The big debate over income inequality and economic stagnation is, in part, a debate over whether these two trends are connected. Conservatives tend to portray the middle-class income stagnation of the last few decades as unrelated to the massive explosion of gains at the top. Liberals tend to portray them as more interrelated phenomena. In any case, it's clear that the main difference between the last three decades and the three decades before that is not that we're growing so much less but that the income growth is wildly maldistributed:

That chart is from Chuck Marr. It does give a lot of credence to the liberal story that the richest top 1% basically just managed to grab all the income growth for itself.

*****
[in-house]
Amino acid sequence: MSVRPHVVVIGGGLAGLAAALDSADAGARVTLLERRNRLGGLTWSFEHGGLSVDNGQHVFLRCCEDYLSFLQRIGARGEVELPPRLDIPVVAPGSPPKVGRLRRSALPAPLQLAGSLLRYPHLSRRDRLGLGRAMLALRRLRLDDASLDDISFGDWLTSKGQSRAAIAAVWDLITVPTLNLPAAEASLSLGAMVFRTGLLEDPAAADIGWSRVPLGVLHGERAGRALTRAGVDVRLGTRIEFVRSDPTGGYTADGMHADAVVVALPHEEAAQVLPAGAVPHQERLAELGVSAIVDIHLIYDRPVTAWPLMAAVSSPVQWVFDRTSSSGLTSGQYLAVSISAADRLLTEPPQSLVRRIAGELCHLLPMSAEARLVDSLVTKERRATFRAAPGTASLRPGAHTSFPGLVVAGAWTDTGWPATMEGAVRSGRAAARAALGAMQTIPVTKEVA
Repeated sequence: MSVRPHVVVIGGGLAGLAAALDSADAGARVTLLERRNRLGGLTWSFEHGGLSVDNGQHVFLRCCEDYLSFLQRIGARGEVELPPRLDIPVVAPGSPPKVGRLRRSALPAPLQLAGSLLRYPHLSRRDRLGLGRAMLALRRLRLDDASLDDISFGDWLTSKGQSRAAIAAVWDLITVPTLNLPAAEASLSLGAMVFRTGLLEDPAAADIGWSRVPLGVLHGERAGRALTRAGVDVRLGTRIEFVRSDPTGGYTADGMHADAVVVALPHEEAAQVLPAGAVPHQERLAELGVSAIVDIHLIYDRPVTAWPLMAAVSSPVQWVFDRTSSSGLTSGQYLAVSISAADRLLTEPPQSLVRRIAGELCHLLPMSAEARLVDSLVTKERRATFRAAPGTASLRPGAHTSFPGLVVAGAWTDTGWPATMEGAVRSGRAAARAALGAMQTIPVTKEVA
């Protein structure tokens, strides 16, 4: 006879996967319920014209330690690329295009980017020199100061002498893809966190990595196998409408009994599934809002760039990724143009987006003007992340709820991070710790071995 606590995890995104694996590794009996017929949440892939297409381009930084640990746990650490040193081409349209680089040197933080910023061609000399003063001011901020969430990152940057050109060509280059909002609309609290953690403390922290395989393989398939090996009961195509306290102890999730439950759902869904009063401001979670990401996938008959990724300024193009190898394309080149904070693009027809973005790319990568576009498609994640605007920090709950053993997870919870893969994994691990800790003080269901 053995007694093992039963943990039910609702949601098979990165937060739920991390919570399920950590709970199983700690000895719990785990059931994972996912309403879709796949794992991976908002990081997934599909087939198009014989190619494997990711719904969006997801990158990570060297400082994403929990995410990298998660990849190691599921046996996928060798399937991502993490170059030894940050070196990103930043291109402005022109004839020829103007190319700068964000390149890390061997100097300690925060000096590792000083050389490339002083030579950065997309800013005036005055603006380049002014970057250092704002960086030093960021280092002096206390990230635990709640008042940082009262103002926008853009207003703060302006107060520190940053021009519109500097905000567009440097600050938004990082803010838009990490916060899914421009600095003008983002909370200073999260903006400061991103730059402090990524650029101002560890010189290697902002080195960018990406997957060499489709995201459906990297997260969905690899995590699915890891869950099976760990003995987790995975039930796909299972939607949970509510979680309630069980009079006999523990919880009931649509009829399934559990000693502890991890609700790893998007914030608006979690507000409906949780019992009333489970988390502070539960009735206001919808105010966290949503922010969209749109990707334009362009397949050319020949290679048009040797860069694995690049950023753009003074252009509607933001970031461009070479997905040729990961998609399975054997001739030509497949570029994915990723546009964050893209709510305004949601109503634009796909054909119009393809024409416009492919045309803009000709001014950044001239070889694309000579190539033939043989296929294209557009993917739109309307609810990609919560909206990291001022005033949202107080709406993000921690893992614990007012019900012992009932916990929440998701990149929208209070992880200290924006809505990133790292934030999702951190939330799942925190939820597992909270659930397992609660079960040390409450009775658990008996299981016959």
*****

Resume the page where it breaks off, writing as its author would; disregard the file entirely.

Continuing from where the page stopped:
Now, the flaw in the liberal story is the lack of an ironclad causal mechanism. Liberals have a lot of fairly persuasive stories about how this happened -- political power, the decline of unions, monetary policy, changing social norms -- but all those stories have at least some problems. Still, that chart captures the overriding economic problem of the current era. It also explains why policy solutions like the "Road to Prosperity" are so insane. It is based not only on ignoring this overriding reality but of accelerating it. Ryan's premise that liberating the wealthy from their social obligation will create mass prosperity. It could not be more out of touch with reality.